Weather - High Winds

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What are examples of hazards when working in high wind conditions?

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High winds may be the result of a storm, hurricane, tornado or other weather event. Hazards include:

  • Potential for injury when wind moves objects
  • Eye injuries from dust or debris in the air
  • Sprains or strains when the wind forces workers to fall, when workers try to reach for an object that is moving away from them, or when the wind pulls objects/doors from their hands
  • Potential for injury from broken glass as a result of objects striking a window or a door swinging with force
  • Exposure to skin, especially in the cold
  • Loads, equipment or vehicles that fall, drop, or tip over
  • Breaking of branches or uprooting of trees
  • Collapse of builidng, roof, scaffolding, fencing, towers, etc.
  • Broken power lines, leading to risk of electrocution and loss of electricity
  • Reduced visibility (due to dust, snow, etc.)
  • Spreading of fire from sparks or equipment

This document covers general situations when working in high winds. For other related topics, please see the OSH Answers for information such as Working in the Cold and Weather - Lightning.

Is wind an issue in Canada ?

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Yes, it can be. Winds can be the result of tropical storms, low pressure systems or fronts, thunderstorms, Chinooks or local geography.

Environment and Climate Change Canada state that most of Canada will experience wind damage from "straight-line" winds. Straight-line winds are winds that move horizontally along the ground away from thunderstorms. They may also be known as microbursts, downbursts, squall lines, plough lines, or derechos. Winds can also contain swirling dust and debris. Straight-line winds can be as strong as tornados, but they can cause more destruction as they cover a much larger area.

Generally speaking, Enviroment and Climate Change Canada issues a wind warning when conditions include a sustained wind of 70km/h or more, and /or gusts up to 90 km/h or more (Note: there are some regional variations for when wind warnings are issued). At winds between 60 and 70 km/h, you will have difficulty with balance and walking against the wind.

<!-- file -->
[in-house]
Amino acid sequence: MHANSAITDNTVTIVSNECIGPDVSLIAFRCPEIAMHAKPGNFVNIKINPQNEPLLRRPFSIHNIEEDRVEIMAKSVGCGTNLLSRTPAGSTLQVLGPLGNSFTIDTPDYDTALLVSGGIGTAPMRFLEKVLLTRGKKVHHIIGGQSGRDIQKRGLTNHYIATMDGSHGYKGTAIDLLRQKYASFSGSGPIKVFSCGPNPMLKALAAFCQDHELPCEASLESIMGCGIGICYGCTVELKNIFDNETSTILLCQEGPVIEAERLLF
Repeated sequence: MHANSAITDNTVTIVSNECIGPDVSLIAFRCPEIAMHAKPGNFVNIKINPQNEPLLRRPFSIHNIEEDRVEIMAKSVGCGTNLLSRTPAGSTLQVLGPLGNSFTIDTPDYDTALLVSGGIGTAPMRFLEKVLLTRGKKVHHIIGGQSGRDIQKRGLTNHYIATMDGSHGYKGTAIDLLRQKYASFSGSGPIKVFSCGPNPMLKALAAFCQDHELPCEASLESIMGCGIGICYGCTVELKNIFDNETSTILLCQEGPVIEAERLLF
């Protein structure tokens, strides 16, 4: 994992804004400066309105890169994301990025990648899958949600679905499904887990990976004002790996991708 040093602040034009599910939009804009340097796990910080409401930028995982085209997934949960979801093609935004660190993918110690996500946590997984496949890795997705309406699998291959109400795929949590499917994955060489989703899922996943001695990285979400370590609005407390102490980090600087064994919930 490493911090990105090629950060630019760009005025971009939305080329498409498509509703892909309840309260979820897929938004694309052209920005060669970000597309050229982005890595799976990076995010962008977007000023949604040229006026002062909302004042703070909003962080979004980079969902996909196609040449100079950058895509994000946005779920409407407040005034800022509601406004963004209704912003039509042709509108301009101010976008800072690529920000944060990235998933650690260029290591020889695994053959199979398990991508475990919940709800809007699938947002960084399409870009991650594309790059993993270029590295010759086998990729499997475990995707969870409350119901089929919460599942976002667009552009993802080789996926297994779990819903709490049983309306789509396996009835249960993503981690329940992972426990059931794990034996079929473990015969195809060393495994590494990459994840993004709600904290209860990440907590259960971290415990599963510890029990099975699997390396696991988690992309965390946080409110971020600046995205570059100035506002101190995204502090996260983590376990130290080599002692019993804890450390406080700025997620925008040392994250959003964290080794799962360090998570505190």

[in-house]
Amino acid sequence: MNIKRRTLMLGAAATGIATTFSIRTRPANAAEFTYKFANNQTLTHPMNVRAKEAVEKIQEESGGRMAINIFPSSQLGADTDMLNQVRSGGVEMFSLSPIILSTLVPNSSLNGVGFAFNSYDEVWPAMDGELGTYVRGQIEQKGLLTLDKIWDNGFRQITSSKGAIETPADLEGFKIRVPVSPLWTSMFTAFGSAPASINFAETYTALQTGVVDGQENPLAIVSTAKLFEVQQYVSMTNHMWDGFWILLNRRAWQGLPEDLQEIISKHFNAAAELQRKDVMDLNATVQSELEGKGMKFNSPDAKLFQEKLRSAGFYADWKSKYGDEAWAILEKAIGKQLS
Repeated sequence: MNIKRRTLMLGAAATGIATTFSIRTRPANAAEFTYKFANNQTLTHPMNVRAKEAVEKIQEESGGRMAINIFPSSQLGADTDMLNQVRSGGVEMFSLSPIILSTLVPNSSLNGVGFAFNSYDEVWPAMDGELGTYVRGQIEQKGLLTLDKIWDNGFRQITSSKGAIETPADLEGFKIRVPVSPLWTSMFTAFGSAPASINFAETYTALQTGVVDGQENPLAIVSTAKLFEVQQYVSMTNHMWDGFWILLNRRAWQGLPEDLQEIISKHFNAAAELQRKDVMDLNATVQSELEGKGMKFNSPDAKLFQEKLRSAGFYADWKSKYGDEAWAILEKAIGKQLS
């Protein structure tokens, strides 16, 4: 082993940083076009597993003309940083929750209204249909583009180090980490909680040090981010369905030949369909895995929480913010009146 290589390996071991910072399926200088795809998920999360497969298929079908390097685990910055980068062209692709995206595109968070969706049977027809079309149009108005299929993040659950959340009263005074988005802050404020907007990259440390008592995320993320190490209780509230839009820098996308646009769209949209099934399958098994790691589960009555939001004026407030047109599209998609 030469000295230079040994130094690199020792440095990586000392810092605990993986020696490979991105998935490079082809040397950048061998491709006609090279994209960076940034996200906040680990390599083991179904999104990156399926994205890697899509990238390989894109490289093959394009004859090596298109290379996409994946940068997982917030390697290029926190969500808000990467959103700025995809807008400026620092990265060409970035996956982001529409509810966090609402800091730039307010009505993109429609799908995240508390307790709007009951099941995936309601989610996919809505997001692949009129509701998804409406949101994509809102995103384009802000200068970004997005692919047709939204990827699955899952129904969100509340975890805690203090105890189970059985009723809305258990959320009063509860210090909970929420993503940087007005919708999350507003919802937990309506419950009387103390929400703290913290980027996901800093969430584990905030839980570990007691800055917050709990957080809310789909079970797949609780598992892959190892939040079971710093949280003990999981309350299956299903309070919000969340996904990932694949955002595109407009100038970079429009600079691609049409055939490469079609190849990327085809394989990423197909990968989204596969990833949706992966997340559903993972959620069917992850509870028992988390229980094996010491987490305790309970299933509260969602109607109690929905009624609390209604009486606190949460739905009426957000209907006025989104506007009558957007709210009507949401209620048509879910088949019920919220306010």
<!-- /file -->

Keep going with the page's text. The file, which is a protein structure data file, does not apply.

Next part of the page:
High wind combined with heavy rain increases the risk of tree limbs breaking or trees uprooting.

What are some steps to take during high winds?

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The level of activity will depend on the wind speed, but general steps include:


  • Eliminate tasks or stop work when that work becomes too dangerous due to high winds.
  • Secure all items such as by bringing indoors or by using weights, ropes, chains, or stakes.
  • Secure latches, doors, windows, scaffolding, ladders, etc.
  • Be aware when carrying or lifting large objects, such as plywood, that these objects can act as a sail.
  • Be aware that structures or objects can suddenly move.
  • Take Shelter. Stay indoors. When indoors, stay away from outside walls and windows where possible.
  • Bring in pets or livestock for shelter.
  • If driving and unable to find shelter in a building, stay in your vehicle. If possible, move to an area where you will be less likely to be hit by falling trees or power lines.
  • Keep a distance from high vehicles such as transport trucks, buses, and vehicles towing trailers. Strong gusts of wind can flip these vehicles.
  • Use buildings or vehicles to help block the wind.
  • Wear fall protection and secure yourself properly when working at heights.
  • Wear safety glasses or goggles, as appropriate.


  • Do not perform lifting operations, use cranes, or conduct similar activities when it is unsafe to do so.
  • Do not work at heights when high winds are forecasted.
  • Do not reach or try to grab an object such as your hardhat if it blows away.
  • Do not shelter in large open areas inside building, such as gymnasiums or malls.

  • Fact sheet first published: 2019-08-09
  • Fact sheet last revised: 2019-08-09